- John McEnroes Blue-Green Painting, a work of all paint and no canvas, eschews any overt message but comments on art itself.
When faced with contemporary art, many gallery-goers take on a peculiar look of disorientation: face skewed, eyes squinting, mouth open in confusion.
"What does it mean?"
Christopher Lynn, director of the Gallery of Contemporary Art at the University of Colorado at Colorado Springs, wants them (and you) to know. For his upcoming show, Young Moderns, Lynn pulled together works of John McEnroe, who hangs sheaths of paint with no canvas; Sarah Braman, who paints on cardboard and Plexiglas sculptures; and Todd Chilton, who paints flat, argyle designs.
The works in the show exemplify the Modernist tradition, which, according to Lynn, was defined in the 1950s by art critic Clement Greenberg as a movement in which artists celebrated the qualities specific to painting. This meant retaining the appearance of paint on the shape of the canvas, instead of creating the illusion of space.
Greenberg wasn't creating something new, but observing a moment in art history. Lynn quotes Greenberg when he says, "Modernism is not a break in with the past. It may mean a devolution, an unraveling of tradition, but it also means its further evolution."
- It is what it is: Sarah Bramans Lets Stay Desperate, part of UCCS Young Moderns show, fuses Plexiglas, paint and mirror into one piece.
Even Picasso used visual puns to reincorporate the three-dimensional onto a flat surface.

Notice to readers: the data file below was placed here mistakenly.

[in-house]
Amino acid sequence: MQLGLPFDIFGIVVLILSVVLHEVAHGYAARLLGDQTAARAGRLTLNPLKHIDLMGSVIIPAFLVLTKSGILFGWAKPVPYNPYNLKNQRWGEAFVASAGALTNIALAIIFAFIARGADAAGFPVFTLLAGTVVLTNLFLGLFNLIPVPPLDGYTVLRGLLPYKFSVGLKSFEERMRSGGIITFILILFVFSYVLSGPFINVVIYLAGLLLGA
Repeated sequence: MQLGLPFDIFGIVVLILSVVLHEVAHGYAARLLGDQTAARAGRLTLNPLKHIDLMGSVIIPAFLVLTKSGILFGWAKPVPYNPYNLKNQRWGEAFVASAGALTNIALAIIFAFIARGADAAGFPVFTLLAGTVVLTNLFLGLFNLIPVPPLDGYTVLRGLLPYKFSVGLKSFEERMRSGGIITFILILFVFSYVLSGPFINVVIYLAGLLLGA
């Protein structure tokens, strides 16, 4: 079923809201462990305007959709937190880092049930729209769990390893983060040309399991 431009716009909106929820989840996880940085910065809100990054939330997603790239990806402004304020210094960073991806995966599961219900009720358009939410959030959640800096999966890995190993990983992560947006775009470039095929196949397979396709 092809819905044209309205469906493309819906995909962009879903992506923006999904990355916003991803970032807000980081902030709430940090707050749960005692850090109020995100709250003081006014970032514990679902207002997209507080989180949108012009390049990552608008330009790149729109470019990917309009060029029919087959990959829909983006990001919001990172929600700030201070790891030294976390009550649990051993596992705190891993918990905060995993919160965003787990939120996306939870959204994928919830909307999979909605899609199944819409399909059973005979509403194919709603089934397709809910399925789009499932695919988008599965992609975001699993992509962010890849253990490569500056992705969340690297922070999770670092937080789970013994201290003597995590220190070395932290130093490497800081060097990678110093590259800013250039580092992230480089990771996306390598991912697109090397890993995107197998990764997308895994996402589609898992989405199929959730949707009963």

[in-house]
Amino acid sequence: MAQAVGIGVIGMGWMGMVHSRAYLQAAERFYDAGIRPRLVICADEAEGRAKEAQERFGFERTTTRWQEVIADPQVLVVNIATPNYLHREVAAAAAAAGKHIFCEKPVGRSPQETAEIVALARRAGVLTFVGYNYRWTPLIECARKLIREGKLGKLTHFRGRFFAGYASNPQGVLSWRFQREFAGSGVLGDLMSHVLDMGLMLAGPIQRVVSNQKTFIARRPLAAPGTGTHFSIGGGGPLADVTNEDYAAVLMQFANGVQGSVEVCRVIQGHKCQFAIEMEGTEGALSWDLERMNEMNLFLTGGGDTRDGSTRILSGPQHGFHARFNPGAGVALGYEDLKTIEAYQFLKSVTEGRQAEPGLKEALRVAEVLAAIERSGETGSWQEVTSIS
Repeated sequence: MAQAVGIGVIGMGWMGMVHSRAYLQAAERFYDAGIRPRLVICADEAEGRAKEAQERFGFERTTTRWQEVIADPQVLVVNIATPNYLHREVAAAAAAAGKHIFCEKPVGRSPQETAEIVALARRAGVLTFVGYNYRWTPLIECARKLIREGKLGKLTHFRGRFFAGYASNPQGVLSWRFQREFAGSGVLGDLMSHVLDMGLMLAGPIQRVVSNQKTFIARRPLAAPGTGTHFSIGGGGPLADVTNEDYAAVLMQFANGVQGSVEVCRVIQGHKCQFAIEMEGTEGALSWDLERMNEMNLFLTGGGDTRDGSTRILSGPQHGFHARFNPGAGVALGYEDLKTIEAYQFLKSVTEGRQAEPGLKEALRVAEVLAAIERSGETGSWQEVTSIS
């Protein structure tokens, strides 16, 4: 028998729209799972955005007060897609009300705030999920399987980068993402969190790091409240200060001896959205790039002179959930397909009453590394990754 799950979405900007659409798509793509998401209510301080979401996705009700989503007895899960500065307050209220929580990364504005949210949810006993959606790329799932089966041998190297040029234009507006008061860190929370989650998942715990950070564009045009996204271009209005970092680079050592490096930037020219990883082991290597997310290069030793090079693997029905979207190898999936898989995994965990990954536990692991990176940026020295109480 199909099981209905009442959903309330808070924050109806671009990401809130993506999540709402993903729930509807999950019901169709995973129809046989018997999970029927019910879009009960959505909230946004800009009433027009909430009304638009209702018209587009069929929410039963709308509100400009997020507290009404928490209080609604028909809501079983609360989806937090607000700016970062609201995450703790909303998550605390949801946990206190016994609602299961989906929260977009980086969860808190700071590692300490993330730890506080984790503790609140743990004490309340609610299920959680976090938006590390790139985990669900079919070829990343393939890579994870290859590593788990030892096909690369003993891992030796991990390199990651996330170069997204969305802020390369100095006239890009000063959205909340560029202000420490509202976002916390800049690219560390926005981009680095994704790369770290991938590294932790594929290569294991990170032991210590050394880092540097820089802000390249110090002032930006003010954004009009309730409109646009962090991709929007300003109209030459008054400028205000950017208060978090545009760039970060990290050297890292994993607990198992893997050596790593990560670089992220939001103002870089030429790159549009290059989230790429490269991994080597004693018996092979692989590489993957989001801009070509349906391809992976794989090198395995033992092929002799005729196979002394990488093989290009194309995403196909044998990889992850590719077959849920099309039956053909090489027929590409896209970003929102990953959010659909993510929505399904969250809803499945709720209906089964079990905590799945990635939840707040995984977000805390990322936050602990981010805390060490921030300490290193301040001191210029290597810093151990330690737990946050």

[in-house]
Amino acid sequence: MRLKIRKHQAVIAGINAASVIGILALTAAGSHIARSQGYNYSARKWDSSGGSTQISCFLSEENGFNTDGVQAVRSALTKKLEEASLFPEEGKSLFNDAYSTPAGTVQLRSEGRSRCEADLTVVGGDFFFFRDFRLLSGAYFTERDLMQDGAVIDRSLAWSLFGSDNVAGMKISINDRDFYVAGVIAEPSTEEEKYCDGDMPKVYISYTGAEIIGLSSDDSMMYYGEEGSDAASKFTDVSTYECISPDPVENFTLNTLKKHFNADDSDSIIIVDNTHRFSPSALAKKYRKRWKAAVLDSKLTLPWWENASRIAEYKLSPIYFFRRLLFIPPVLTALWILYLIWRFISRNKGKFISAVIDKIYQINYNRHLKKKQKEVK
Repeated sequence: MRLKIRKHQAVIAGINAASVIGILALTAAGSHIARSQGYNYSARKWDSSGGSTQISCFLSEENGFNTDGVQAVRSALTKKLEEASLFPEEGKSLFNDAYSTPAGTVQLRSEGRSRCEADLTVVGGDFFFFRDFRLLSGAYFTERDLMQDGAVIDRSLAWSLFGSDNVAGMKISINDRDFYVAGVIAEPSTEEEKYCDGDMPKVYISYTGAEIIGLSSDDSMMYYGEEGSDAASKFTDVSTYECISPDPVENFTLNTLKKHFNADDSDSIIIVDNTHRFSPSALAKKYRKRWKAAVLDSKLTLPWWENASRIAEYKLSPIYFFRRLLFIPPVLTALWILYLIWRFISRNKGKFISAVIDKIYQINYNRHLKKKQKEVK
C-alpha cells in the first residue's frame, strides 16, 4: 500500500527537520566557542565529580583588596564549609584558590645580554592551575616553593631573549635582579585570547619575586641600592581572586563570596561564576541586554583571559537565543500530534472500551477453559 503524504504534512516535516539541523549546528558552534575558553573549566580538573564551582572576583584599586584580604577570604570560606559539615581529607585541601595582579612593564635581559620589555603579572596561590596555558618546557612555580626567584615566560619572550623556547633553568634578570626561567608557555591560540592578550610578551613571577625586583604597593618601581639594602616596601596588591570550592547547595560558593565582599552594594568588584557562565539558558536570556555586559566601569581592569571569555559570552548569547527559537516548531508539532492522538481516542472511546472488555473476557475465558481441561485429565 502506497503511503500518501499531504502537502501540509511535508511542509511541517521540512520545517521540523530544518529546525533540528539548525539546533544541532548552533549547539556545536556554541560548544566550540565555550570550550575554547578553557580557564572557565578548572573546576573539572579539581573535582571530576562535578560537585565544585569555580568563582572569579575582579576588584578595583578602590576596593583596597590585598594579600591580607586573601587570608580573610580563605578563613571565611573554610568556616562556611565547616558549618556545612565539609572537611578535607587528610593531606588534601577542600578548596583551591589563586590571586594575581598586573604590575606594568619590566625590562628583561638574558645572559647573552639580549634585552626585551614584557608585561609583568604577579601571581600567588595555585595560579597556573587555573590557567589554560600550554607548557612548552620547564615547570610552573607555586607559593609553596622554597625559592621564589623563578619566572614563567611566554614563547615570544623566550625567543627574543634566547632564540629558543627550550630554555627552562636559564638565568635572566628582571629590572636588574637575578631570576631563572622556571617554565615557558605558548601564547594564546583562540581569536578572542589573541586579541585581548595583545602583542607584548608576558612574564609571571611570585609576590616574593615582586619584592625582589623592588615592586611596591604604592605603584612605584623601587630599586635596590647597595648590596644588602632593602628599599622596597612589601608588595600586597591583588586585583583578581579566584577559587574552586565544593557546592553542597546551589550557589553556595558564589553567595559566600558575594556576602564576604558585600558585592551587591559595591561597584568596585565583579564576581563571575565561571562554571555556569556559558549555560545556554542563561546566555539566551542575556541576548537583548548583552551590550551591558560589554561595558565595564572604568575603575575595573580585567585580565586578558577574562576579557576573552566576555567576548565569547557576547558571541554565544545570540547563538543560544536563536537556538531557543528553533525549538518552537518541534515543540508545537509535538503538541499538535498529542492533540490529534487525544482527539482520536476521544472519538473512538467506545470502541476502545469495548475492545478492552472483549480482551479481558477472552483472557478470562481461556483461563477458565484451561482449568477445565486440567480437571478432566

"The surface is usually a location for illusion of depth and form," explains Lynn. "Picasso used three-dimensional objects, like caning from a chair, and flattened their images onto the surface of his works."
In all the works in Young Moderns, the materials used are evident. Paint drips down Todd Chilton's argyle designs. Sarah Braman's sculptures look like ... painted Plexiglas and cardboard. And if Greenberg thought paintings should celebrate the qualities of paint as a medium, McEnroe fulfills that notion; his paintings are all paint, no canvas.
McEnroe pours a mix of acrylics, polymers and latex (for elasticity, viscosity and strength) onto a slab of plaster 12 by 5 feet and weighing 3,000 pounds. He uses an engine hoist to manipulate the movement of the plaster slab, causing the mix of paint to flow into a shape.
"My work is not autobiographical or metaphorical," explains Denver's McEnroe. "It does comment on art itself. It does use the history of art as a lever to talk about painting or to talk about materials."
It's as if McEnroe's using Greenberg's ideas to such an extreme that they fold in on themselves: without a canvas, the painting necessarily abandons the rectilinear form. But even that, like any single interpretation, would limit the viewer's experience and the power of the artwork.
"There's no overt message [in the paintings]," McEnroe says. "They're a thoughtful play with materials. Let's leave it at that."
Gallery of Contemporary Art at UCCS, 1420 Austin Bluffs Pkwy.
Opening reception: Friday, Dec. 14, 5:30-7 p.m. (with artists speaking at 6) for GoCA supporters and UCCS students, 7-9 for the public. Show runs Dec. 17 through Feb. 9.
For more information, call 262-3567 or visit galleryuccs.org.